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Wednesday, October 27, 2010

Heritage Family Photo Albums or Scrapbooking

In addition to filling in the family history charts, you may also like to portray your ancestors' life(ves) in a scrapbook. David goes strictly for the information, however, I enjoy the stories about my ancestors too – what they were like, who they were, their occupations, how they felt about things, what the world like at that time they lived, and so forth. I also like timelines.

To the left is a HERE'S WHAT HAPPENED! chart I picked up at a scrapbook convention by C.K.Clips (to enlarge, click on photo). The example is one I happened to pick up for our son's scrapbook. In the center I will place a birth photo above his birth year. Around the perimeter of the page are the events pertinent to the year he was born such as the popular songs and television shows, films, newsworthy events, the President and Vice-President serving the year he was born, record-breaking sporting events, cost of living, and other stuff. There are websites online that cater to lists of events that happen each year. Scrapbooks are also a great place to store copies of birth certificates in pocket pages, a time-line of their life, favorite poetry, school memories, marriage photos, a mini copy of their wedding certificate, their children's photos, shots of their homes and cars, a copy of a completed family tree or chart and perhaps a photo of their gravestone. Be sure to use acid-free, lignin-free paper, pens/markers, and plastic sleeves to keep your information bright and readable for many years to come. DO NOT use those cheap magnet photo albums as your photos will deteriorate/fade over time.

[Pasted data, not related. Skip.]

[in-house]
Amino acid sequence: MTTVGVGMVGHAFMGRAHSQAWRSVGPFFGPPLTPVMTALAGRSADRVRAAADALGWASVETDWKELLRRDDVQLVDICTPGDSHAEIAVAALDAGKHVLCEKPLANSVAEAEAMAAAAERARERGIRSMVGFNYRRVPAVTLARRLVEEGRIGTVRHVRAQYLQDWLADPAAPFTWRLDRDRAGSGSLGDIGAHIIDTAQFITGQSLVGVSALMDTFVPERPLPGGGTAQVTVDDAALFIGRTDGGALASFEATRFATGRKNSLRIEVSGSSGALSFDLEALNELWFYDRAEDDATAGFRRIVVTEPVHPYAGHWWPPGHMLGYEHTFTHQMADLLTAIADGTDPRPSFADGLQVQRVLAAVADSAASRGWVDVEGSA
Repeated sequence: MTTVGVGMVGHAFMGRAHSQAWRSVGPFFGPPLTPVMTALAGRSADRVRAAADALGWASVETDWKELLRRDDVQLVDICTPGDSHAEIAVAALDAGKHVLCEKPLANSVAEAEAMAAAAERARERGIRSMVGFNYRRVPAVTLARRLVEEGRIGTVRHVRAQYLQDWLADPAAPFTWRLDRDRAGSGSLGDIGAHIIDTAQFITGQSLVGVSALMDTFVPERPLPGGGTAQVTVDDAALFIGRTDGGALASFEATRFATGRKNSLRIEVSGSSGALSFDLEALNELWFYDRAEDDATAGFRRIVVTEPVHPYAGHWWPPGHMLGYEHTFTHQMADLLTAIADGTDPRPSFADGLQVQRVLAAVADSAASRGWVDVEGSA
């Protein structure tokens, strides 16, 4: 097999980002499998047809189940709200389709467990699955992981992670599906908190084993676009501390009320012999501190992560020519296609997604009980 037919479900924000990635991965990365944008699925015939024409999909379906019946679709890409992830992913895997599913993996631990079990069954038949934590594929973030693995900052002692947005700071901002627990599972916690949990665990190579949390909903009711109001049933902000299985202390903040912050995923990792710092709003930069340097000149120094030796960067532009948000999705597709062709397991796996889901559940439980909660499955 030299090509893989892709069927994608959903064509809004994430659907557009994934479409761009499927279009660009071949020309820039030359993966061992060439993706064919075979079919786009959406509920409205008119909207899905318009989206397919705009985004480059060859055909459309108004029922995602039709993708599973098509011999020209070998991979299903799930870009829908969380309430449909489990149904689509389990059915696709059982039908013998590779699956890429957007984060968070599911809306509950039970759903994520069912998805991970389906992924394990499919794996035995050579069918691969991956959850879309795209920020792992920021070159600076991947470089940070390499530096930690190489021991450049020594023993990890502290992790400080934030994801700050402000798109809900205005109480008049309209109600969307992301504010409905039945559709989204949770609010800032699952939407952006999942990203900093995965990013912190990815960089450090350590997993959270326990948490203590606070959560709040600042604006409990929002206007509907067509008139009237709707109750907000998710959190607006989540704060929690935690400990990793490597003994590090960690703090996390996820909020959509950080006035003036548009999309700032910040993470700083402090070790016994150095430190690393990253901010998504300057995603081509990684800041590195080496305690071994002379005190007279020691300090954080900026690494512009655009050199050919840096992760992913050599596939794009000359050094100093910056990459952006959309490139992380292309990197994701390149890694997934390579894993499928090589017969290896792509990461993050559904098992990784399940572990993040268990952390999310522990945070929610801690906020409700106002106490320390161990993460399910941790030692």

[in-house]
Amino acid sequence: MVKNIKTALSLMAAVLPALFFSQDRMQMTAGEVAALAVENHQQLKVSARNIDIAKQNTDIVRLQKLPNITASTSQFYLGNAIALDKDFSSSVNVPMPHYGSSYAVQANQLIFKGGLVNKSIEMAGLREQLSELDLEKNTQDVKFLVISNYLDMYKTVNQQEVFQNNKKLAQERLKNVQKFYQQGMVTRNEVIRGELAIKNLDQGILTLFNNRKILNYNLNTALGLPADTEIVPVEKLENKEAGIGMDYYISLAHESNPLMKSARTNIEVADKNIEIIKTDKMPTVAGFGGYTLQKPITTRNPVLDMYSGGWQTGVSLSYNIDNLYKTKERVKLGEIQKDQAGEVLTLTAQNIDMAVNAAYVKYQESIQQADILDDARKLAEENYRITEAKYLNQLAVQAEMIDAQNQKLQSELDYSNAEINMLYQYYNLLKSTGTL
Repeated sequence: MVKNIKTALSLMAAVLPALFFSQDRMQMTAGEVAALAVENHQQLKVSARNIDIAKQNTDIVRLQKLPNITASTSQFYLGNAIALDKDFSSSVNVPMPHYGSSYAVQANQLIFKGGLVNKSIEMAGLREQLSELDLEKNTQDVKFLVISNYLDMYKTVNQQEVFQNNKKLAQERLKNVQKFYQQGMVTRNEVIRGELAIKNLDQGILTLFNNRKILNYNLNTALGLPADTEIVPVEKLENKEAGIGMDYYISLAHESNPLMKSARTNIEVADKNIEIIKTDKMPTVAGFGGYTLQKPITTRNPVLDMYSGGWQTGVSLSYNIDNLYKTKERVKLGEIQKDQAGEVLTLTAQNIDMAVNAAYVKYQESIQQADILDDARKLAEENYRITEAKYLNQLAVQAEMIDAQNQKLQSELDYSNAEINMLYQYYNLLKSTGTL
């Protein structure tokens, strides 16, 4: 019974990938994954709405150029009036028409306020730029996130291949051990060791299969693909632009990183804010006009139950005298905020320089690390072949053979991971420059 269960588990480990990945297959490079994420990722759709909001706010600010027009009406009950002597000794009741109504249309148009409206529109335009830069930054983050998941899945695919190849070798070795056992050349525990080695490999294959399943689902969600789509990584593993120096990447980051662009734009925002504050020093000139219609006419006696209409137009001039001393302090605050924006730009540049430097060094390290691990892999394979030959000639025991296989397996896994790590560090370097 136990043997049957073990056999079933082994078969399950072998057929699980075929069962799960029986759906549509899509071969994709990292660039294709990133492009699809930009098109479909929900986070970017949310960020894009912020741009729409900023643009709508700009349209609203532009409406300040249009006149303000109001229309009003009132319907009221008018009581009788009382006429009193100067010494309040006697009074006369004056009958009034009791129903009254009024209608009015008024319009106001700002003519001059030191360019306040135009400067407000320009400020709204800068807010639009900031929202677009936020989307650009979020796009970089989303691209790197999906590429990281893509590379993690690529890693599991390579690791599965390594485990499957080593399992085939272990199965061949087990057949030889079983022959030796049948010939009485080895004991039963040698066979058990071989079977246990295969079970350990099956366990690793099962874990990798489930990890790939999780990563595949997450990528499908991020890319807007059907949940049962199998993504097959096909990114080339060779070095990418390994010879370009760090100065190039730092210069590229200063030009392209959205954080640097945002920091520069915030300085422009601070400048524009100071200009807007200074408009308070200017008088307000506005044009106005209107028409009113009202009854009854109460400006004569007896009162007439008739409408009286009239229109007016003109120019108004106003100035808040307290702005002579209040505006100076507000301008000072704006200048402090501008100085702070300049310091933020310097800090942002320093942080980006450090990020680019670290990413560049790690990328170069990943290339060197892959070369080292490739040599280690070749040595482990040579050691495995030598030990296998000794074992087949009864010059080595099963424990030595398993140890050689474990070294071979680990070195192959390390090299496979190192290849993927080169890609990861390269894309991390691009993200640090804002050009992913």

To purchase a decent photo album, you may check your local craft store for supplies such as Hobby Lobby, Joanns, Michael's, etc. I started with Creative Memories as that is what my sister sold at the time I learned to scrapbook. There is no right way to decorate a photo album/scrapbook page, except to use acid-free materials. One may spend as little or a lot for decorations such as scrapbook paper, punches, stamps or stickers. The sales clerk can show you the things you'll need to purchase at first and some shops even have how-to classes if you feel you need extra help. There are a wealth of decorating ideas out there in magazines, books (craft stores, scrapbook stores, regular bookstores, library) and online.

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